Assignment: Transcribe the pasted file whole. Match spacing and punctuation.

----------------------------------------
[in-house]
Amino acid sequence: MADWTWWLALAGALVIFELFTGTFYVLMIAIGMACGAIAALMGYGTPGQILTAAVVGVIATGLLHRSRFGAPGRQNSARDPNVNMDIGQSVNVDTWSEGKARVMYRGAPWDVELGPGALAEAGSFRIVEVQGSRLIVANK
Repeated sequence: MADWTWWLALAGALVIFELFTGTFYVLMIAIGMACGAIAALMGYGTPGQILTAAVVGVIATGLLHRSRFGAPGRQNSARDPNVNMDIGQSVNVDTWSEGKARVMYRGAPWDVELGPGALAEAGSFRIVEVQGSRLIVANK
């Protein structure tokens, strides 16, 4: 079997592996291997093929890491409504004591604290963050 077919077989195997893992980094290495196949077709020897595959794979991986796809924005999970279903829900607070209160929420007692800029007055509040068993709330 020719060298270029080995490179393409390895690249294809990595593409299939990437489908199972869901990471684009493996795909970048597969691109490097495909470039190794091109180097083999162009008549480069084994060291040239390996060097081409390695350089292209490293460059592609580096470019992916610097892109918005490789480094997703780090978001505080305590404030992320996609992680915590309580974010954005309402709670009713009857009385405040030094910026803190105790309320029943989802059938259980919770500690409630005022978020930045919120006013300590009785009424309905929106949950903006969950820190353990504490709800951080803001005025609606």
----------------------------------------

[in-house]
Amino acid sequence: MADWTWWLALAGALVIFELFTGTFYVLMIAIGMACGAIAALMGYGTPGQILTAAVVGVIATGLLHRSRFGAPGRQNSARDPNVNMDIGQSVNVDTWSEGKARVMYRGAPWDVELGPGALAEAGSFRIVEVQGSRLIVANK
Repeated sequence: MADWTWWLALAGALVIFELFTGTFYVLMIAIGMACGAIAALMGYGTPGQILTAAVVGVIATGLLHRSRFGAPGRQNSARDPNVNMDIGQSVNVDTWSEGKARVMYRGAPWDVELGPGALAEAGSFRIVEVQGSRLIVANK
């Protein structure tokens, strides 16, 4: 079997592996291997093929890491409504004591604290963050 077919077989195997893992980094290495196949077709020897595959794979991986796809924005999970279903829900607070209160929420007692800029007055509040068993709330 020719060298270029080995490179393409390895690249294809990595593409299939990437489908199972869901990471684009493996795909970048597969691109490097495909470039190794091109180097083999162009008549480069084994060291040239390996060097081409390695350089292209490293460059592609580096470019992916610097892109918005490789480094997703780090978001505080305590404030992320996609992680915590309580974010954005309402709670009713009857009385405040030094910026803190105790309320029943989802059938259980919770500690409630005022978020930045919120006013300590009785009424309905929106949950903006969950820190353990504490709800951080803001005025609606």